The biggest benefit of the PPP loan is that it is forgivable. The strategy in how you deploy that cash must follow the SBA’s guidelines in order to be forgiven. Once you receive the PPP loan proceeds, the clock starts. You have 8 weeks to spend the money on qualified expenditures. At least 75% must be spent on payroll, and up to 25% can be spent on business loan and mortgage interest, rent, and utilities. The SBA will be releasing further guidance on the PPP forgiveness procedures, and we will update this article as soon as more information is available. However, your business needs may dictate that you use the funds in a different way. For businesses in industries that may take longer to get up and running again, maybe you’re focused more on preserving that cash—that’s fine—just know that the loan won’t be forgiven unless the proceeds are used in the prescribed manner.

Economic Injury Disaster Loan – More Funding

There is more funding on the way – $60 billion worth. The previously updated grant rules still apply, meaning that aid will be limited to $1,000 per employee up to $10,000—if you get the money.

Nearly four million businesses applied for EIDL in the first two weeks of the expanded program – and it quickly went through the $10 billion originally allotted to it as part of the first small business plan.

And to further complicate things, the SBA announced this week it had notified 8,000 small-business owners about a software bug that may have exposed their personal information online. The bug has since been fixed, but it certainly further muddies a program which many small businesses were counting on to help.

Accounting Guidance

There is no guidance in US accounting standards that specifically addresses the accounting by business entities for government assistance. Under US GAAP, a company may consider authoritative guidance from other sources (for example, guidance issued by other standard setters) if no guidance exists within US GAAP.

International Financial Reporting Standards provides guidance that is directly relevant to the accounting for loan forgiveness under the PPP. We have been advising clients to follow the guidance in IAS 20, which states: “A government grant is recognized as income over the period necessary to match the income with the related costs, for which they are intended to compensate, on a systematic basis.”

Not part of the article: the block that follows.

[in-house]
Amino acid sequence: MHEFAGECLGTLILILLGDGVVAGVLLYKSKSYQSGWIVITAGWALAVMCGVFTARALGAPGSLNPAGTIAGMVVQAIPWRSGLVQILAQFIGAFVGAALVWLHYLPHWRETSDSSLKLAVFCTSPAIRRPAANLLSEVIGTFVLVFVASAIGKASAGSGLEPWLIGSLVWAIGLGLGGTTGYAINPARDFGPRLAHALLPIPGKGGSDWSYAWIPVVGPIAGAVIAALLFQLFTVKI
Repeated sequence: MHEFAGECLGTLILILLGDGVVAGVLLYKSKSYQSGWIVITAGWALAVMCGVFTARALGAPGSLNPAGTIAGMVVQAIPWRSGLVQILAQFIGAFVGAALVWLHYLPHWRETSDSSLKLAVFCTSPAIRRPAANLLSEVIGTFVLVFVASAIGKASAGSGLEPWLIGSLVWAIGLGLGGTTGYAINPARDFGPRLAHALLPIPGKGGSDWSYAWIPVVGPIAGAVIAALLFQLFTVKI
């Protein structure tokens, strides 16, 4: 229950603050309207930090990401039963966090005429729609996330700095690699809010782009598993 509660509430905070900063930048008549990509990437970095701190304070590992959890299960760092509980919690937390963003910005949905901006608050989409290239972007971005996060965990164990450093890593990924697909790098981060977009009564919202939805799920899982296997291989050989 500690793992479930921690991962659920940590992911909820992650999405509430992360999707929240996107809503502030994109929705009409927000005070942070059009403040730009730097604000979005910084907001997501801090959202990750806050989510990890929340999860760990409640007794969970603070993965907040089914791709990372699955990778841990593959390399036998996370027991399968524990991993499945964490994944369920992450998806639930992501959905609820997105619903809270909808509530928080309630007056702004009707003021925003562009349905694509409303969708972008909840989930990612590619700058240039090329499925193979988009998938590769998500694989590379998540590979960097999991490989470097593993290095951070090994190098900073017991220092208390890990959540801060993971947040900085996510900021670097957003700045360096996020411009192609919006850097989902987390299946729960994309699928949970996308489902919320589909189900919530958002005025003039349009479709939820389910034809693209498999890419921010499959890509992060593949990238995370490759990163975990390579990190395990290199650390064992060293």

Accordingly, the loan forgiveness should be recognized in the periods in which the related costs are incurred (i.e. payroll, rent, utilities, mortgage interest, etc.). The fact that the loan forgiveness will not be formally approved until a later date should not preclude the recognition of the loan forgiveness as long as there is reasonable assurance that you complied with the conditions of the PPP and the calculation of loan forgiveness can be calculated with a reasonable degree of certainty.

You should estimate the amount of loan forgiveness using the guidance issued by the SBA at the end of each accounting period. Any changes in the amount of the loan forgiveness would be treated as a change in estimate and recorded in the accounting period in which the estimate changes.

IAS 20 goes on to state that a grant may be reported separately as other income or deducted from the related expense. We are recommending that the loan forgiveness be shown as other income.

We anticipate that the FASB and/or the SEC will provide some guidance shortly and will update this article when this becomes available.

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Now that this latest round of additional funding has passed, leaders from both parties are already turning their focus on the next round of stimulus for the stalled U.S. economy, and have started to detail their goals for additional legislation as part of an unprecedented emergency response. So, there will be more coming.

We’ll continue to keep an eye on new guidance and updated rules as it relates to this new round of funding and will update this article once this information becomes available.

In the meantime, if you have any questions for the SC&H Group Team, please reach out to us directly through our website.